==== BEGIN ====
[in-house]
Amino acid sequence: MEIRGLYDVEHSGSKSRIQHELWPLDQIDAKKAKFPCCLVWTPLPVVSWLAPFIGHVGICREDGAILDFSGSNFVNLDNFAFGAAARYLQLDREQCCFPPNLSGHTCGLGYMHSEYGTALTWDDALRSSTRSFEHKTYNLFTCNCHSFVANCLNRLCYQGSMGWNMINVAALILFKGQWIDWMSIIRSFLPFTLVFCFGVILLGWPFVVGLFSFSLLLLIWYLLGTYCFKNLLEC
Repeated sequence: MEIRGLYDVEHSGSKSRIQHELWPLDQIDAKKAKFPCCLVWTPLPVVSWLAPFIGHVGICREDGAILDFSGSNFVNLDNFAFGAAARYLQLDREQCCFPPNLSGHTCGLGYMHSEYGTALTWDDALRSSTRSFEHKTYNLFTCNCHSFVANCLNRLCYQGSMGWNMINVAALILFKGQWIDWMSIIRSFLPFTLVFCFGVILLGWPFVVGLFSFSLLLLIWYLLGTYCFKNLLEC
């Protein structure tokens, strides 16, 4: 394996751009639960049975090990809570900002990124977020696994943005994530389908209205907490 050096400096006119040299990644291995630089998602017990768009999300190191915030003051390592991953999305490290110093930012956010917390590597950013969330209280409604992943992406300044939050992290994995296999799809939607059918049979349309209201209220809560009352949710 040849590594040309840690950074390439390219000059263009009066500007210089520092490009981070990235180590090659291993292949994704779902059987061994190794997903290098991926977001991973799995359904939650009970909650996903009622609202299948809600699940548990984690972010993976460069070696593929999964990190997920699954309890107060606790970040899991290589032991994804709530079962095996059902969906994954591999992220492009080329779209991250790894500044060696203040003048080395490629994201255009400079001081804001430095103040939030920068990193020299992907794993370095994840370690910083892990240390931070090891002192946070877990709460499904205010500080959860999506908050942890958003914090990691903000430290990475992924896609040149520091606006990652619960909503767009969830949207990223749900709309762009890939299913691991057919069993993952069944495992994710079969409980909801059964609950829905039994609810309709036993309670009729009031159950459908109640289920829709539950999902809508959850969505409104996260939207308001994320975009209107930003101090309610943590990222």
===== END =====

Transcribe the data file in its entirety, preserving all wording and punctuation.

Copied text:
[in-house]
Amino acid sequence: MEIRGLYDVEHSGSKSRIQHELWPLDQIDAKKAKFPCCLVWTPLPVVSWLAPFIGHVGICREDGAILDFSGSNFVNLDNFAFGAAARYLQLDREQCCFPPNLSGHTCGLGYMHSEYGTALTWDDALRSSTRSFEHKTYNLFTCNCHSFVANCLNRLCYQGSMGWNMINVAALILFKGQWIDWMSIIRSFLPFTLVFCFGVILLGWPFVVGLFSFSLLLLIWYLLGTYCFKNLLEC
Repeated sequence: MEIRGLYDVEHSGSKSRIQHELWPLDQIDAKKAKFPCCLVWTPLPVVSWLAPFIGHVGICREDGAILDFSGSNFVNLDNFAFGAAARYLQLDREQCCFPPNLSGHTCGLGYMHSEYGTALTWDDALRSSTRSFEHKTYNLFTCNCHSFVANCLNRLCYQGSMGWNMINVAALILFKGQWIDWMSIIRSFLPFTLVFCFGVILLGWPFVVGLFSFSLLLLIWYLLGTYCFKNLLEC
């Protein structure tokens, strides 16, 4: 394996751009639960049975090990809570900002990124977020696994943005994530389908209205907490 050096400096006119040299990644291995630089998602017990768009999300190191915030003051390592991953999305490290110093930012956010917390590597950013969330209280409604992943992406300044939050992290994995296999799809939607059918049979349309209201209220809560009352949710 040849590594040309840690950074390439390219000059263009009066500007210089520092490009981070990235180590090659291993292949994704779902059987061994190794997903290098991926977001991973799995359904939650009970909650996903009622609202299948809600699940548990984690972010993976460069070696593929999964990190997920699954309890107060606790970040899991290589032991994804709530079962095996059902969906994954591999992220492009080329779209991250790894500044060696203040003048080395490629994201255009400079001081804001430095103040939030920068990193020299992907794993370095994840370690910083892990240390931070090891002192946070877990709460499904205010500080959860999506908050942890958003914090990691903000430290990475992924896609040149520091606006990652619960909503767009969830949207990223749900709309762009890939299913691991057919069993993952069944495992994710079969409980909801059964609950829905039994609810309709036993309670009729009031159950459908109640289920829709539950999902809508959850969505409104996260939207308001994320975009209107930003101090309610943590990222």